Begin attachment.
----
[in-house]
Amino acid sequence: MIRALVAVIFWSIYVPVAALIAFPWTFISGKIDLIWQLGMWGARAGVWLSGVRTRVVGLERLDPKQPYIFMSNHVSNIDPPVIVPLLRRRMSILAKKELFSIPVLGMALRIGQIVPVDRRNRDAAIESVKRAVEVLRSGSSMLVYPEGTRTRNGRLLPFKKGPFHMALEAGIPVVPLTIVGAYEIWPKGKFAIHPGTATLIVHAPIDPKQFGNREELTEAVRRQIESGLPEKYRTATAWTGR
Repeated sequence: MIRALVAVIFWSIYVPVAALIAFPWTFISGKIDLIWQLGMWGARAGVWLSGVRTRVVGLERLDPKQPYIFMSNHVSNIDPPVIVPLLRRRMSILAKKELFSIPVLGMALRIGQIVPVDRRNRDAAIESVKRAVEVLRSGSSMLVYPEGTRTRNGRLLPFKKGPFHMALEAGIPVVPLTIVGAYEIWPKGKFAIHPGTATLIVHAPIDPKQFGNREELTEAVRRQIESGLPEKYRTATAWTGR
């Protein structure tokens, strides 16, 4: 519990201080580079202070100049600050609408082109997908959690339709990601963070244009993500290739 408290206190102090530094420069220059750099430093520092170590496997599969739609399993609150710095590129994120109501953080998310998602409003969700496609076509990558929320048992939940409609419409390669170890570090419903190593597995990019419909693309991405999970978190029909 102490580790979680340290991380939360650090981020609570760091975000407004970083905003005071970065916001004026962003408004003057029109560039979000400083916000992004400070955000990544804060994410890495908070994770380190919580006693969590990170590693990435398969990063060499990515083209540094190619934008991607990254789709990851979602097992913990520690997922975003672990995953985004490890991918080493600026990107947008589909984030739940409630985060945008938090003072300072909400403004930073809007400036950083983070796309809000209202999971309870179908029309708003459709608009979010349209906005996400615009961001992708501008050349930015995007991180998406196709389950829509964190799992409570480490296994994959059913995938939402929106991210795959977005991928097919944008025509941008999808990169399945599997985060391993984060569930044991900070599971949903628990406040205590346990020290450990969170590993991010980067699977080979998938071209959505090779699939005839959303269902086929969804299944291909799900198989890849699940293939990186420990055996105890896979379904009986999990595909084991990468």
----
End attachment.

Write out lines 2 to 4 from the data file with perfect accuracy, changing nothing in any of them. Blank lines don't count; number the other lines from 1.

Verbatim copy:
Amino acid sequence: MIRALVAVIFWSIYVPVAALIAFPWTFISGKIDLIWQLGMWGARAGVWLSGVRTRVVGLERLDPKQPYIFMSNHVSNIDPPVIVPLLRRRMSILAKKELFSIPVLGMALRIGQIVPVDRRNRDAAIESVKRAVEVLRSGSSMLVYPEGTRTRNGRLLPFKKGPFHMALEAGIPVVPLTIVGAYEIWPKGKFAIHPGTATLIVHAPIDPKQFGNREELTEAVRRQIESGLPEKYRTATAWTGR
Repeated sequence: MIRALVAVIFWSIYVPVAALIAFPWTFISGKIDLIWQLGMWGARAGVWLSGVRTRVVGLERLDPKQPYIFMSNHVSNIDPPVIVPLLRRRMSILAKKELFSIPVLGMALRIGQIVPVDRRNRDAAIESVKRAVEVLRSGSSMLVYPEGTRTRNGRLLPFKKGPFHMALEAGIPVVPLTIVGAYEIWPKGKFAIHPGTATLIVHAPIDPKQFGNREELTEAVRRQIESGLPEKYRTATAWTGR
């Protein structure tokens, strides 16, 4: 519990201080580079202070100049600050609408082109997908959690339709990601963070244009993500290739 408290206190102090530094420069220059750099430093520092170590496997599969739609399993609150710095590129994120109501953080998310998602409003969700496609076509990558929320048992939940409609419409390669170890570090419903190593597995990019419909693309991405999970978190029909 102490580790979680340290991380939360650090981020609570760091975000407004970083905003005071970065916001004026962003408004003057029109560039979000400083916000992004400070955000990544804060994410890495908070994770380190919580006693969590990170590693990435398969990063060499990515083209540094190619934008991607990254789709990851979602097992913990520690997922975003672990995953985004490890991918080493600026990107947008589909984030739940409630985060945008938090003072300072909400403004930073809007400036950083983070796309809000209202999971309870179908029309708003459709608009979010349209906005996400615009961001992708501008050349930015995007991180998406196709389950829509964190799992409570480490296994994959059913995938939402929106991210795959977005991928097919944008025509941008999808990169399945599997985060391993984060569930044991900070599971949903628990406040205590346990020290450990969170590993991010980067699977080979998938071209959505090779699939005839959303269902086929969804299944291909799900198989890849699940293939990186420990055996105890896979379904009986999990595909084991990468």